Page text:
Understanding Your Cat’s Body Language: The Eyes
Humans love eye contact. It can make us feel appreciated, special, loved.
However, as it usually is with our cats, things aren’t that simple. Eye contact, which we view as friendly, our furry companions view as assertive or threatening.
But it makes sense if you think about a cat’s natural instinct.
Cats can be very self-conscious. When it realizes it’s being watched, the cat may assess the threat, and then return to whatever he was doing, but in a more self-conscious way. The direct eye contact intimidates your cat, which can make him uncomfortable.
Similarly, this is why cats try to out-stare each other to resolve conflicts. It’s a battle of the wills. That’s also why if two cats are fighting, it can help if you break their line of eye sight with a blanket or tray (never your body!). By cutting off their line of sight, they may become distracted and go on their way.
This may provide a glimmer of insight to why your cat may tend to approach non-cat people in a room. Just imagine it – you have a number of friends over, and your cat walks into the room.
Naturally, your friends who love your cat will likely look his way and call his name, an attempt to draw him close. However, that behavior, specifically the direct eye contact, may have the opposite effect. Your cat may view those actions as threatening, and instead approach someone who’s trying to ignore your cat. Since they’re not looking at your cat, it poses less of a threat. (Now you can explain it to your friends!)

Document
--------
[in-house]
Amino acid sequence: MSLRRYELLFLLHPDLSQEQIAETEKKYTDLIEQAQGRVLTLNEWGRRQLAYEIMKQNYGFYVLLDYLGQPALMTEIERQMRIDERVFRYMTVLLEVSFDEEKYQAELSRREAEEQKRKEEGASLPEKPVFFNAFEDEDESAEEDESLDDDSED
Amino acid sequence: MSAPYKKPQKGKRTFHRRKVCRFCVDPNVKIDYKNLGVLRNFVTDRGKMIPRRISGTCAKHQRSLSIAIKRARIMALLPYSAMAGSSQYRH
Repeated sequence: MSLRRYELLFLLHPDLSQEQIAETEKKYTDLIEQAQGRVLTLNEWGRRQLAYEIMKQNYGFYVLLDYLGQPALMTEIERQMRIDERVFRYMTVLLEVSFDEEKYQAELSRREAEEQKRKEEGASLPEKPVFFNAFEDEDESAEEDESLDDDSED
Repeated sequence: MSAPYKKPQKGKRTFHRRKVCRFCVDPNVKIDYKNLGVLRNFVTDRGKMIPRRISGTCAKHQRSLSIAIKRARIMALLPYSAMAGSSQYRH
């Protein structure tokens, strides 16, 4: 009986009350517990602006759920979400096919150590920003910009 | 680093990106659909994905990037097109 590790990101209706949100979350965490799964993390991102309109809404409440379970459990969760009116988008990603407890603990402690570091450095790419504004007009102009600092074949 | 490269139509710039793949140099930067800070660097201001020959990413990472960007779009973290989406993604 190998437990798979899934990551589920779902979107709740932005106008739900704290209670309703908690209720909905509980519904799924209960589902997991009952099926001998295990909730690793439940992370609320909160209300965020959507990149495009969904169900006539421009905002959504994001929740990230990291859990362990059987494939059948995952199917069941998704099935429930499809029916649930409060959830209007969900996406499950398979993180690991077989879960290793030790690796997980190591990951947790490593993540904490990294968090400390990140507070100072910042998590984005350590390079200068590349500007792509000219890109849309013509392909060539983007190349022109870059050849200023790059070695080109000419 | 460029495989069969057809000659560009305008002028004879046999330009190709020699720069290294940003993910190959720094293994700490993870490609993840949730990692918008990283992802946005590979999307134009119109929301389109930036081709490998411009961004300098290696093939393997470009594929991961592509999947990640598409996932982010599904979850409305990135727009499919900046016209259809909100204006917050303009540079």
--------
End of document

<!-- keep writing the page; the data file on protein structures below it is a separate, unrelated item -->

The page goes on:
That said, not all eye contact is bad. Some folks try “blink kissing” with their cats – blinking slowly and deliberately while staring directly at the cat. This break in eye contact is supposed to convey “I’m not threatening; you can trust me.” Some cats may even blink kiss back, others may become more self-aware by fluffing up or grooming.
Some claim that blink kissing can build a stronger bond between you and your cat, but I say you may want to take this with a grain of salt. One concern I hear now and again is that an owner’s cat doesn’t blink kiss back. I guarantee it’s not because your cat doesn’t love you, it’s most likely because he’d wish you’d cut back on the intimidating direct eye contact.
In fact, cats usually reserve their direct eye contact to things that they’re focusing on, such as a toy or dinner. Most of the time, a cat is paying attention to his surroundings via his incredible peripheral vision.
While a cat’s eyes can communicate how he’s feeling, generally they convey just one part of the overall message. When reading a cat’s eyes, be sure to keep several factors in mind. For example, a cat’s pupils may dilate or constrict based on how he’s feeling, or they may simply be adjusting to the light.
Fully open eyes
- The cat is giving something his attention
- The cat is alert
- The cat is sleepy or content
- May signal that your cat trusts you
- Fear or aggressive excitement
- Nervous or submissive
- Excitement to see an owner, feline friend, food, or toy
What’s funny about a cat’s eyes, especially his pupils, is that the feelings that they convey aren’t black or white. Consequently, it’s important to keep in mind your cat’s body language as a whole to see how he’s feeling.